Most organizations do not realize that November 1st is a potential filing deadline in Washington. But, if your organization has an old employee paycheck sitting in a drawer, paid a check to a vendor that was never cashed, or has any other money or intangible property that is owed to an individual or business, you are likely the holder of unclaimed property.
Organizations are often unaware that they even have reporting responsibilities related to such property. There are two primary steps in evaluating whether your organization has unclaimed property to report. The first step is identifying what unclaimed property your organization holds. The second step is understanding when (and to what jurisdiction) that unclaimed property is required to be reported.
All states have their own set of unclaimed property laws. There are some differences between states, but for purposes of this article, this focus is on Washington’s unclaimed property laws. The State of Washington does not make any distinction between a for-profit business and a not-for-profit organization when it comes to unclaimed property reporting responsibilities. If your organization is based outside of Washington or has significant activities in other jurisdictions, you may wish to review the unclaimed property reporting requirements in those locations as well.
Unclaimed property is generally reportable to the state of the last known address of the owner. If the last known address of the owner (as shown in the holder’s records) is in Washington, then custody of the unclaimed property goes to Washington. When the address of the owner is unknown, the reporting location is where the transaction occurred out of which the property arose. For example, if your organization issued one or more payroll checks to an employee that were never cashed, that unpaid amount would be reportable to the state where the employee currently resides (if known); otherwise, it would be reportable to the state where the employee resided at the end of their employment with the organization. Other common types of unclaimed property often held by not-for-profit organizations include uncashed expense/vendor checks and unredeemed gift certificates.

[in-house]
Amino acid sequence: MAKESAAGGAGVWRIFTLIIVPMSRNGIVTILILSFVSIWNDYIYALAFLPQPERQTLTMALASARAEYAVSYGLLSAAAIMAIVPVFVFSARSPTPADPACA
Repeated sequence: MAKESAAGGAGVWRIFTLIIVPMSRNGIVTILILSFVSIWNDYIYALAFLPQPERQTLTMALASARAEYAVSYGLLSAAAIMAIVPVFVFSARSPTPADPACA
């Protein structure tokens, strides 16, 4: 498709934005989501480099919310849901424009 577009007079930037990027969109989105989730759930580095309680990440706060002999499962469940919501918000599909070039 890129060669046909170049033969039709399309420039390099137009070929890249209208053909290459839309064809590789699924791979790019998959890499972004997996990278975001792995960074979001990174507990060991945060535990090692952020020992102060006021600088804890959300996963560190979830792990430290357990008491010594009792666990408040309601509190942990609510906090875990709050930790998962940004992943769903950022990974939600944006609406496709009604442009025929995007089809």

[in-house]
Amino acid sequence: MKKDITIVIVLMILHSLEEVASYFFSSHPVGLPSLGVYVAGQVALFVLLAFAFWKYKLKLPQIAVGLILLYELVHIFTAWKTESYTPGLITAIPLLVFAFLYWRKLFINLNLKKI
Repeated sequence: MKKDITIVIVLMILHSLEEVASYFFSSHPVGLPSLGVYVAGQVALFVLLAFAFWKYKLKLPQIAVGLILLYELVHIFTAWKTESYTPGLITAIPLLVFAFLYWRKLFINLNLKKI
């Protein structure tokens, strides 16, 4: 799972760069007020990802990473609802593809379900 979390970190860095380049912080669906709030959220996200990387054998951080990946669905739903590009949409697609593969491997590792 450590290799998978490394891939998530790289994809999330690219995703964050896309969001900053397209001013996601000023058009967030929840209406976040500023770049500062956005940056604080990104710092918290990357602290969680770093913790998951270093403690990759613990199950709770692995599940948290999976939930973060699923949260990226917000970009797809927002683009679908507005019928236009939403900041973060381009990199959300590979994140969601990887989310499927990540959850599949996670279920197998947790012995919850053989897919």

Each type of intangible property has a specific period of time that must elapse before the state presumes the property to be abandoned. Uncashed expense/vendor checks are presumed abandoned three years after they became payable or distributable. Wages and payroll are presumed abandoned if they remain unclaimed one year after issuance. This “dormancy” period can range from 1 to 15 years depending on the type of property. If the unclaimed amount exceeds $75 or the property at issue is stock or safe deposit box contents, Washington requires the holder to send a letter to the owner’s last known valid address to give them the opportunity to claim the property directly from the holder before it is reported to the state.
Once property is presumed abandoned, the property is subject to custody of Washington and should be turned over to the state by filing an unclaimed property return. Returns must be filed annually by November 1st to report any property that reached the end of its dormancy period between July 1st and June 30th of the preceding year. Unclaimed property returns must be filed electronically through the Washington Department of Revenue website unless there are 10 items or fewer to report for the year. Failure to pay or deliver unclaimed property to the state when it becomes reportable can result in interest being imposed. Penalties may also apply if the Department of Revenue determines a person or business willfully failed to render any report, or to pay or deliver reportable property to the state.
The Washington Department of Revenue conducts random unclaimed property audits of businesses and organizations, just as it does for the excise taxes it administers. On audit, an organization is typically required to report all previously unreported property that became reportable in the prior six years. Obviously, this can lead to significant liability if the organization has accumulated significant unclaimed property holdings over that period. So before recognizing those ancient refundable deposits, uncashed checks or unredeemed gift cards as revenue, you should consider your organization’s unclaimed property reporting requirements to the state!
Contact Clark Nuber or your tax provider for assistance in understanding how the unclaimed property laws apply to your specific facts or to discuss any other matters relating to state or local tax laws.
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